game, destroy- 
ing and appropriating their timber, and permanently residing on their reservations
their consent. These are sources of almost endless annoyances and provocations,
which not 
unfrequently generate into open hostilities. Thus a due regard and appreciation
of the 
rights and privileges of the North American Indian would assist materially
in the solution 
of the vexing problem, "What shall be done with the Indian race ?"
Considering all the circumstances, I have the honor of reporting a satisfactory
and prom- 
ising condition of affairs here. Not a single depredation has been committed
within the 
limits of my official jurisdiction since I took charge in last October, excepting
two in July 
last, namely, eight head of horses were stolen from Durfee & Peck's trading-post
at French- 
man's Creek, and one of our employes, when about a mile from the agency,
was shot in the 
hip. Both these depredations, no doubt, were committed by marauding hostile
parties from 
Sitting Bull's camp. 
We have by no means made that progress we desire. But when it is remembered
that this 
agency has been established but a short time, and that the majority of the
Indians we have 
had to manage were, less than two years ago, wholly unacquainted with the
purposes of the 
Government concerning themselves, that they belonged to one of the most powerful,
and hostile tribes on the continent, then constantly on the war-path, a terror
to the whole 
country. and a perplexing problem to the Government, we do feel that something
has been 
accomplished for good, and that the peace-policy is not a failure, even among
hostile Sioux. 
In elevating barbarous nations to a state of civilized life, necessarily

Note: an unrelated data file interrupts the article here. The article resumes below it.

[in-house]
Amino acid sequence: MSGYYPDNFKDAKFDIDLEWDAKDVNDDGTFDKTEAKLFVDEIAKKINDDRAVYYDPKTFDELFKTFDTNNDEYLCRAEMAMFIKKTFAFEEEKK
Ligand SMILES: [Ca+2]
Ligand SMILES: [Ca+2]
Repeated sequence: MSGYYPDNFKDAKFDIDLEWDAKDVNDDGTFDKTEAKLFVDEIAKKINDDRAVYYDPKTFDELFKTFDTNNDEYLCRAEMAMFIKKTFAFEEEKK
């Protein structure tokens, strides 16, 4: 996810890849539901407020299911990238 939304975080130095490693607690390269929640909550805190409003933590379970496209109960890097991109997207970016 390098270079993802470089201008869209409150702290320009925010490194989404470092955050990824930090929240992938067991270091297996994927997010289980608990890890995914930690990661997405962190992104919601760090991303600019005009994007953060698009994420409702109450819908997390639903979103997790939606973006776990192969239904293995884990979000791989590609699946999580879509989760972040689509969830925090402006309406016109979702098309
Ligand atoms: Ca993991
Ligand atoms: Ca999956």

the work must pro 
ceed upon the principle of "making haste slowly."  I do not expect,
and certainly the De- 
partment does not, nor should the people presume, that these wild, barbarous
Indians can 
possibly be so far transformed as to be prepared for enlightened citizenship
in one, or even in 
ten years. As Blackfoot, a Crow chief, stated to Hon. Felix R. Brunot, in
a conversation 
pending negotiations last summer, that "he (Brunot) was in too much
of a hurry." So we 
might appropriately say to the people of the United States in regard to the
civilization of the 
Indian. The impatient and impetuous haste, which ordinarily is an excusable
fault, becomes 
a dangerous and hurtful influence when applied to the civilization of the
Indian race. 
That unrestrained enthusiasm and coercive determination, so often employed
in elevating 
other races, must measurably fail when applied to civilizing the Indian tribes;
for it is their 
intuitive characteristic to view with great suspicion any effort designed
to supplant or destroy 
their tribal p.eculiarities or national identity. They are best directed
and advanced by allur 
ing rather than compulsory processes. 
Hasty and demanding efforts call forth their suspicion and hatr~ed, invariably